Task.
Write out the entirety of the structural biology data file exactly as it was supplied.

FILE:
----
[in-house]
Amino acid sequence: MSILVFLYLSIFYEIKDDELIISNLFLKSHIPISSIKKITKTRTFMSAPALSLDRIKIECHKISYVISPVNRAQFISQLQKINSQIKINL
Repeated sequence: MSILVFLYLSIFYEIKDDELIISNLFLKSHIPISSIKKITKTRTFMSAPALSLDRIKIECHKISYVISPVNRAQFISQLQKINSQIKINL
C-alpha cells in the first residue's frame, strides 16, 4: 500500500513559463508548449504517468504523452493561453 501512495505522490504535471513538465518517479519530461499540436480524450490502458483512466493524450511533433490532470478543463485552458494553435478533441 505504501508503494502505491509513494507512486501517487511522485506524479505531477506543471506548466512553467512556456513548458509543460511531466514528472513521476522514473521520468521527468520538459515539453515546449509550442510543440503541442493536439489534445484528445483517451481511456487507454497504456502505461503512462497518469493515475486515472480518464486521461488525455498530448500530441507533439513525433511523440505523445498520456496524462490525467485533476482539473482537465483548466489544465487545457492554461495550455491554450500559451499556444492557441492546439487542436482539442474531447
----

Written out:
[in-house]
Amino acid sequence: MSILVFLYLSIFYEIKDDELIISNLFLKSHIPISSIKKITKTRTFMSAPALSLDRIKIECHKISYVISPVNRAQFISQLQKINSQIKINL
Repeated sequence: MSILVFLYLSIFYEIKDDELIISNLFLKSHIPISSIKKITKTRTFMSAPALSLDRIKIECHKISYVISPVNRAQFISQLQKINSQIKINL
C-alpha cells in the first residue's frame, strides 16, 4: 500500500513559463508548449504517468504523452493561453 501512495505522490504535471513538465518517479519530461499540436480524450490502458483512466493524450511533433490532470478543463485552458494553435478533441 505504501508503494502505491509513494507512486501517487511522485506524479505531477506543471506548466512553467512556456513548458509543460511531466514528472513521476522514473521520468521527468520538459515539453515546449509550442510543440503541442493536439489534445484528445483517451481511456487507454497504456502505461503512462497518469493515475486515472480518464486521461488525455498530448500530441507533439513525433511523440505523445498520456496524462490525467485533476482539473482537465483548466489544465487545457492554461495550455491554450500559451499556444492557441492546439487542436482539442474531447